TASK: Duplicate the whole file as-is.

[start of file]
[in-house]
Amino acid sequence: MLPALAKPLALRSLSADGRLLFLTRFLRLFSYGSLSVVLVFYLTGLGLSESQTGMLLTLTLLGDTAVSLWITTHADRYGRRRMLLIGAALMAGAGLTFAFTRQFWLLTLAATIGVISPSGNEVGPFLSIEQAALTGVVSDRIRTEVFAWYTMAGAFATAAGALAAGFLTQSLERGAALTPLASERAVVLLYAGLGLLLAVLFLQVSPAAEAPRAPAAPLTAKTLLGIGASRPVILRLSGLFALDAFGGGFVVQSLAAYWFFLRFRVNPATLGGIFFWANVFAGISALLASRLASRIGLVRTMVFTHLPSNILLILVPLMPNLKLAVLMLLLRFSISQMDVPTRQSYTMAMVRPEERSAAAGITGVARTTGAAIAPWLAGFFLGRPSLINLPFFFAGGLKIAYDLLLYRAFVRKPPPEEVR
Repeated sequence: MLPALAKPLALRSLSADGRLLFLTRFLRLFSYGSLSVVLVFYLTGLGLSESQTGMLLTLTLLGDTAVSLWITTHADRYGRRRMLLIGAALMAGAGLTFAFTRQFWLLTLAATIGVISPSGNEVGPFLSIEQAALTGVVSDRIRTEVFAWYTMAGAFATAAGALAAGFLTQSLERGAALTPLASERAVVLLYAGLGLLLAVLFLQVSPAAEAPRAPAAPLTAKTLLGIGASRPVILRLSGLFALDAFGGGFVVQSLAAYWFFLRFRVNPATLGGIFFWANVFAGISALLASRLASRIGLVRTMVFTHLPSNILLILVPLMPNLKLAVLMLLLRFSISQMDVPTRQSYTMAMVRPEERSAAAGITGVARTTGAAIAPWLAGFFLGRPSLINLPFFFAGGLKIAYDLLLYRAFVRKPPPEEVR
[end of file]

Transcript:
[in-house]
Amino acid sequence: MLPALAKPLALRSLSADGRLLFLTRFLRLFSYGSLSVVLVFYLTGLGLSESQTGMLLTLTLLGDTAVSLWITTHADRYGRRRMLLIGAALMAGAGLTFAFTRQFWLLTLAATIGVISPSGNEVGPFLSIEQAALTGVVSDRIRTEVFAWYTMAGAFATAAGALAAGFLTQSLERGAALTPLASERAVVLLYAGLGLLLAVLFLQVSPAAEAPRAPAAPLTAKTLLGIGASRPVILRLSGLFALDAFGGGFVVQSLAAYWFFLRFRVNPATLGGIFFWANVFAGISALLASRLASRIGLVRTMVFTHLPSNILLILVPLMPNLKLAVLMLLLRFSISQMDVPTRQSYTMAMVRPEERSAAAGITGVARTTGAAIAPWLAGFFLGRPSLINLPFFFAGGLKIAYDLLLYRAFVRKPPPEEVR
Repeated sequence: MLPALAKPLALRSLSADGRLLFLTRFLRLFSYGSLSVVLVFYLTGLGLSESQTGMLLTLTLLGDTAVSLWITTHADRYGRRRMLLIGAALMAGAGLTFAFTRQFWLLTLAATIGVISPSGNEVGPFLSIEQAALTGVVSDRIRTEVFAWYTMAGAFATAAGALAAGFLTQSLERGAALTPLASERAVVLLYAGLGLLLAVLFLQVSPAAEAPRAPAAPLTAKTLLGIGASRPVILRLSGLFALDAFGGGFVVQSLAAYWFFLRFRVNPATLGGIFFWANVFAGISALLASRLASRIGLVRTMVFTHLPSNILLILVPLMPNLKLAVLMLLLRFSISQMDVPTRQSYTMAMVRPEERSAAAGITGVARTTGAAIAPWLAGFFLGRPSLINLPFFFAGGLKIAYDLLLYRAFVRKPPPEEVR